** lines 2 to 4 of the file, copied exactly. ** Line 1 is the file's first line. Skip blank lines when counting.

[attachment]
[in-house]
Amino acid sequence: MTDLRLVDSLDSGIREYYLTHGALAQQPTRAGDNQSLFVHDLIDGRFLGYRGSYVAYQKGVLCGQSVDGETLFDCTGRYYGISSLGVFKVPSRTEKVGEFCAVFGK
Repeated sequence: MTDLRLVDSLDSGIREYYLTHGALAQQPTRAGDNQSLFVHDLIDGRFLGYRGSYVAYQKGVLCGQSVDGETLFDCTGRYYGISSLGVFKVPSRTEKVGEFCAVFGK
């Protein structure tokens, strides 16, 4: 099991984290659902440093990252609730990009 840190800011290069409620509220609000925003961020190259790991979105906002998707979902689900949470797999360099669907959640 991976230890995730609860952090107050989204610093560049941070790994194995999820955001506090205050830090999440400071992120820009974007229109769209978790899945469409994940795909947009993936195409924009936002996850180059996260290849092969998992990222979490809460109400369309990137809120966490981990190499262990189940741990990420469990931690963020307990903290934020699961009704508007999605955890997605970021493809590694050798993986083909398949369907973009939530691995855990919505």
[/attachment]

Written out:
Amino acid sequence: MTDLRLVDSLDSGIREYYLTHGALAQQPTRAGDNQSLFVHDLIDGRFLGYRGSYVAYQKGVLCGQSVDGETLFDCTGRYYGISSLGVFKVPSRTEKVGEFCAVFGK
Repeated sequence: MTDLRLVDSLDSGIREYYLTHGALAQQPTRAGDNQSLFVHDLIDGRFLGYRGSYVAYQKGVLCGQSVDGETLFDCTGRYYGISSLGVFKVPSRTEKVGEFCAVFGK
């Protein structure tokens, strides 16, 4: 099991984290659902440093990252609730990009 840190800011290069409620509220609000925003961020190259790991979105906002998707979902689900949470797999360099669907959640 991976230890995730609860952090107050989204610093560049941070790994194995999820955001506090205050830090999440400071992120820009974007229109769209978790899945469409994940795909947009993936195409924009936002996850180059996260290849092969998992990222979490809460109400369309990137809120966490981990190499262990189940741990990420469990931690963020307990903290934020699961009704508007999605955890997605970021493809590694050798993986083909398949369907973009939530691995855990919505």